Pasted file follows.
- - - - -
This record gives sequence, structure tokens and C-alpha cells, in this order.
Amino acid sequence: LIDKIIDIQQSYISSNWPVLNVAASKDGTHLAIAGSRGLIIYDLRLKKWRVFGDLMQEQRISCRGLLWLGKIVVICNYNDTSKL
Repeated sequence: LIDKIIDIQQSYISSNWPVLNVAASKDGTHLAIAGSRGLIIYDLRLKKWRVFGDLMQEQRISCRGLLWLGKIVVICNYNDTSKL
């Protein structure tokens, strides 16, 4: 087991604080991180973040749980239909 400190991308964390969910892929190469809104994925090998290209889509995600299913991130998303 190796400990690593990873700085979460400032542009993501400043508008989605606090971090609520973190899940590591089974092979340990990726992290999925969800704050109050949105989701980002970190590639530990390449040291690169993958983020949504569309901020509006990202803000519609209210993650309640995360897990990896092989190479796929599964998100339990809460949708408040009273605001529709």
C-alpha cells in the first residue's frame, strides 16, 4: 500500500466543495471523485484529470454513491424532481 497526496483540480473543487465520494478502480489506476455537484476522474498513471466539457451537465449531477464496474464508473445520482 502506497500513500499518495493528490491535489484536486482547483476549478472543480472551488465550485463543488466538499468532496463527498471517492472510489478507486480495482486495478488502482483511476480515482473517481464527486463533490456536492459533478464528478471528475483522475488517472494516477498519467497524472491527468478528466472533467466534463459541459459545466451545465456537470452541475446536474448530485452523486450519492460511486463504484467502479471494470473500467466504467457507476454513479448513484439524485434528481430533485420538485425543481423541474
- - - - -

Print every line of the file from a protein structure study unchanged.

This record gives sequence, structure tokens and C-alpha cells, in this order.
Amino acid sequence: LIDKIIDIQQSYISSNWPVLNVAASKDGTHLAIAGSRGLIIYDLRLKKWRVFGDLMQEQRISCRGLLWLGKIVVICNYNDTSKL
Repeated sequence: LIDKIIDIQQSYISSNWPVLNVAASKDGTHLAIAGSRGLIIYDLRLKKWRVFGDLMQEQRISCRGLLWLGKIVVICNYNDTSKL
């Protein structure tokens, strides 16, 4: 087991604080991180973040749980239909 400190991308964390969910892929190469809104994925090998290209889509995600299913991130998303 190796400990690593990873700085979460400032542009993501400043508008989605606090971090609520973190899940590591089974092979340990990726992290999925969800704050109050949105989701980002970190590639530990390449040291690169993958983020949504569309901020509006990202803000519609209210993650309640995360897990990896092989190479796929599964998100339990809460949708408040009273605001529709």
C-alpha cells in the first residue's frame, strides 16, 4: 500500500466543495471523485484529470454513491424532481 497526496483540480473543487465520494478502480489506476455537484476522474498513471466539457451537465449531477464496474464508473445520482 502506497500513500499518495493528490491535489484536486482547483476549478472543480472551488465550485463543488466538499468532496463527498471517492472510489478507486480495482486495478488502482483511476480515482473517481464527486463533490456536492459533478464528478471528475483522475488517472494516477498519467497524472491527468478528466472533467466534463459541459459545466451545465456537470452541475446536474448530485452523486450519492460511486463504484467502479471494470473500467466504467457507476454513479448513484439524485434528481430533485420538485425543481423541474